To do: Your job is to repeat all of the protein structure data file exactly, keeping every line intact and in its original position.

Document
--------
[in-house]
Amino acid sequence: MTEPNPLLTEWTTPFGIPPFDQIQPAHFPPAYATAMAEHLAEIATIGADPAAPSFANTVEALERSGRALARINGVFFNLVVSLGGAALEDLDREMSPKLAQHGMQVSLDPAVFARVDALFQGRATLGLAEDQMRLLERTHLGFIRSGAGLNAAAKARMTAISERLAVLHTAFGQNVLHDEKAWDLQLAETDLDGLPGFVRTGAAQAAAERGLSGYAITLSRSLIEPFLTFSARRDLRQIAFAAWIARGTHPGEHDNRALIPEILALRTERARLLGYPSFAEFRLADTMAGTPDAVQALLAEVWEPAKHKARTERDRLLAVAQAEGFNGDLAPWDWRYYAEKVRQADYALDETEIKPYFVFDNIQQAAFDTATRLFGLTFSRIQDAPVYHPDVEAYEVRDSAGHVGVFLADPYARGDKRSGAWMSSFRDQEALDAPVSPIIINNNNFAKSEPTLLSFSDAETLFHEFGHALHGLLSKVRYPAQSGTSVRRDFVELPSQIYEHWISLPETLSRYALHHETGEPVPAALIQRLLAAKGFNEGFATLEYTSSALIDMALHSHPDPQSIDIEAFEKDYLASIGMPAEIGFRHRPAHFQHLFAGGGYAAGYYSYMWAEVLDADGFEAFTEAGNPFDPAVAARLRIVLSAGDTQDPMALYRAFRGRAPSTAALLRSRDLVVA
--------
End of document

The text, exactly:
[in-house]
Amino acid sequence: MTEPNPLLTEWTTPFGIPPFDQIQPAHFPPAYATAMAEHLAEIATIGADPAAPSFANTVEALERSGRALARINGVFFNLVVSLGGAALEDLDREMSPKLAQHGMQVSLDPAVFARVDALFQGRATLGLAEDQMRLLERTHLGFIRSGAGLNAAAKARMTAISERLAVLHTAFGQNVLHDEKAWDLQLAETDLDGLPGFVRTGAAQAAAERGLSGYAITLSRSLIEPFLTFSARRDLRQIAFAAWIARGTHPGEHDNRALIPEILALRTERARLLGYPSFAEFRLADTMAGTPDAVQALLAEVWEPAKHKARTERDRLLAVAQAEGFNGDLAPWDWRYYAEKVRQADYALDETEIKPYFVFDNIQQAAFDTATRLFGLTFSRIQDAPVYHPDVEAYEVRDSAGHVGVFLADPYARGDKRSGAWMSSFRDQEALDAPVSPIIINNNNFAKSEPTLLSFSDAETLFHEFGHALHGLLSKVRYPAQSGTSVRRDFVELPSQIYEHWISLPETLSRYALHHETGEPVPAALIQRLLAAKGFNEGFATLEYTSSALIDMALHSHPDPQSIDIEAFEKDYLASIGMPAEIGFRHRPAHFQHLFAGGGYAAGYYSYMWAEVLDADGFEAFTEAGNPFDPAVAARLRIVLSAGDTQDPMALYRAFRGRAPSTAALLRSRDLVVA